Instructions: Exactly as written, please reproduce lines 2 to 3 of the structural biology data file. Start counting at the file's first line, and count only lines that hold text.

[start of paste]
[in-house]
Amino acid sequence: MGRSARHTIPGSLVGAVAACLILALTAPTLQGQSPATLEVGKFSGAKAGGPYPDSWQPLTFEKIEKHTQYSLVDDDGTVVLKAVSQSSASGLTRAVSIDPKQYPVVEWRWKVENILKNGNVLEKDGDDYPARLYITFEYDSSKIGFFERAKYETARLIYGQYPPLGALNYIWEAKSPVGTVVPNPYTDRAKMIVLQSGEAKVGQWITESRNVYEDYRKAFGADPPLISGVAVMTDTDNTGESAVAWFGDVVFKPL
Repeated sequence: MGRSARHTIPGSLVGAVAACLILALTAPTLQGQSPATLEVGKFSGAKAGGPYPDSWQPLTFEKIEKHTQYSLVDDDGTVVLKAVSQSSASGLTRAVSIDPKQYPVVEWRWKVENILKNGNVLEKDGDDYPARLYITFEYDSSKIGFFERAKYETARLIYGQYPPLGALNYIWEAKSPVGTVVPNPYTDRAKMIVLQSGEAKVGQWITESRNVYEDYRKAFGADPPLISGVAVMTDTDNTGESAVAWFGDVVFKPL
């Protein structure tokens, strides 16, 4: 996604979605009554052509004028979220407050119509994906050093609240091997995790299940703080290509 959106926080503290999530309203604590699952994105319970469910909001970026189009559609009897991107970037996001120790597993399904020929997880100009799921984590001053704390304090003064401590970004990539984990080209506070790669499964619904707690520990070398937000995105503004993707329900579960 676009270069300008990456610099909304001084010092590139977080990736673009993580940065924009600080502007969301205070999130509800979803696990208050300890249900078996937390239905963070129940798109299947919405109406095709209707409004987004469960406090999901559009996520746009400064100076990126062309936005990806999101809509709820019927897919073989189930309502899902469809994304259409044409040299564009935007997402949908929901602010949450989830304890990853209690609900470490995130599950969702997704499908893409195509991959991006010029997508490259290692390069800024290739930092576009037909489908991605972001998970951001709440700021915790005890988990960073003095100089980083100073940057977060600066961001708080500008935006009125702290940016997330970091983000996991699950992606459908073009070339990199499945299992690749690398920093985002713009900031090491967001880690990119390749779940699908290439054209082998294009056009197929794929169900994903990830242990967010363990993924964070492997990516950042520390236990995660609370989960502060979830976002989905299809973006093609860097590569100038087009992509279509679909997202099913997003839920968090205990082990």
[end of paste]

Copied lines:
Amino acid sequence: MGRSARHTIPGSLVGAVAACLILALTAPTLQGQSPATLEVGKFSGAKAGGPYPDSWQPLTFEKIEKHTQYSLVDDDGTVVLKAVSQSSASGLTRAVSIDPKQYPVVEWRWKVENILKNGNVLEKDGDDYPARLYITFEYDSSKIGFFERAKYETARLIYGQYPPLGALNYIWEAKSPVGTVVPNPYTDRAKMIVLQSGEAKVGQWITESRNVYEDYRKAFGADPPLISGVAVMTDTDNTGESAVAWFGDVVFKPL
Repeated sequence: MGRSARHTIPGSLVGAVAACLILALTAPTLQGQSPATLEVGKFSGAKAGGPYPDSWQPLTFEKIEKHTQYSLVDDDGTVVLKAVSQSSASGLTRAVSIDPKQYPVVEWRWKVENILKNGNVLEKDGDDYPARLYITFEYDSSKIGFFERAKYETARLIYGQYPPLGALNYIWEAKSPVGTVVPNPYTDRAKMIVLQSGEAKVGQWITESRNVYEDYRKAFGADPPLISGVAVMTDTDNTGESAVAWFGDVVFKPL